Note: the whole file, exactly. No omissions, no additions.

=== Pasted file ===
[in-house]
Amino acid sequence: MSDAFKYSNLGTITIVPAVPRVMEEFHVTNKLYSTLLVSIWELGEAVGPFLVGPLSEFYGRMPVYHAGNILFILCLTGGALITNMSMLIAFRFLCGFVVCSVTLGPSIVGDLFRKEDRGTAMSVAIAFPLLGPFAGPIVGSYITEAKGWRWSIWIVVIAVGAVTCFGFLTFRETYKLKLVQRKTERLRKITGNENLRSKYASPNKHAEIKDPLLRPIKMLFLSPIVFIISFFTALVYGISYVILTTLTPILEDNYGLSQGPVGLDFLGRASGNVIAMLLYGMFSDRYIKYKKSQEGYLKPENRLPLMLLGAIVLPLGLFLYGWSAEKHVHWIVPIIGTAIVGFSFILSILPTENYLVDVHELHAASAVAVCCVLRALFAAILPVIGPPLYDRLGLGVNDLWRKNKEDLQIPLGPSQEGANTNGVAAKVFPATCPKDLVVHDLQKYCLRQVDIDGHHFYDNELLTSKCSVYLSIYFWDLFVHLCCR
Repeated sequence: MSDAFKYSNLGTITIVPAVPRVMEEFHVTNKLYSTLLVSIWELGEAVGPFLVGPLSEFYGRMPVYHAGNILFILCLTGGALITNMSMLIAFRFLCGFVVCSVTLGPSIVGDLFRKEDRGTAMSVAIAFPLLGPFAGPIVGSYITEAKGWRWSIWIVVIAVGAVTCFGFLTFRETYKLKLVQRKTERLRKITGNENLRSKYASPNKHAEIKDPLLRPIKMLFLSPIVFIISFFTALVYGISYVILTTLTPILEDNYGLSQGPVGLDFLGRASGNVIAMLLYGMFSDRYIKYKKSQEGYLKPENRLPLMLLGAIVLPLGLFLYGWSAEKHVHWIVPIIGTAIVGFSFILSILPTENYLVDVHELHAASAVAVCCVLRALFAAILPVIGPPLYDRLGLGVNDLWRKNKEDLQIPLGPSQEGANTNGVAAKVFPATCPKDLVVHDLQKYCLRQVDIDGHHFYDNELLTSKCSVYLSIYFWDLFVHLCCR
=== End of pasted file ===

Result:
[in-house]
Amino acid sequence: MSDAFKYSNLGTITIVPAVPRVMEEFHVTNKLYSTLLVSIWELGEAVGPFLVGPLSEFYGRMPVYHAGNILFILCLTGGALITNMSMLIAFRFLCGFVVCSVTLGPSIVGDLFRKEDRGTAMSVAIAFPLLGPFAGPIVGSYITEAKGWRWSIWIVVIAVGAVTCFGFLTFRETYKLKLVQRKTERLRKITGNENLRSKYASPNKHAEIKDPLLRPIKMLFLSPIVFIISFFTALVYGISYVILTTLTPILEDNYGLSQGPVGLDFLGRASGNVIAMLLYGMFSDRYIKYKKSQEGYLKPENRLPLMLLGAIVLPLGLFLYGWSAEKHVHWIVPIIGTAIVGFSFILSILPTENYLVDVHELHAASAVAVCCVLRALFAAILPVIGPPLYDRLGLGVNDLWRKNKEDLQIPLGPSQEGANTNGVAAKVFPATCPKDLVVHDLQKYCLRQVDIDGHHFYDNELLTSKCSVYLSIYFWDLFVHLCCR
Repeated sequence: MSDAFKYSNLGTITIVPAVPRVMEEFHVTNKLYSTLLVSIWELGEAVGPFLVGPLSEFYGRMPVYHAGNILFILCLTGGALITNMSMLIAFRFLCGFVVCSVTLGPSIVGDLFRKEDRGTAMSVAIAFPLLGPFAGPIVGSYITEAKGWRWSIWIVVIAVGAVTCFGFLTFRETYKLKLVQRKTERLRKITGNENLRSKYASPNKHAEIKDPLLRPIKMLFLSPIVFIISFFTALVYGISYVILTTLTPILEDNYGLSQGPVGLDFLGRASGNVIAMLLYGMFSDRYIKYKKSQEGYLKPENRLPLMLLGAIVLPLGLFLYGWSAEKHVHWIVPIIGTAIVGFSFILSILPTENYLVDVHELHAASAVAVCCVLRALFAAILPVIGPPLYDRLGLGVNDLWRKNKEDLQIPLGPSQEGANTNGVAAKVFPATCPKDLVVHDLQKYCLRQVDIDGHHFYDNELLTSKCSVYLSIYFWDLFVHLCCR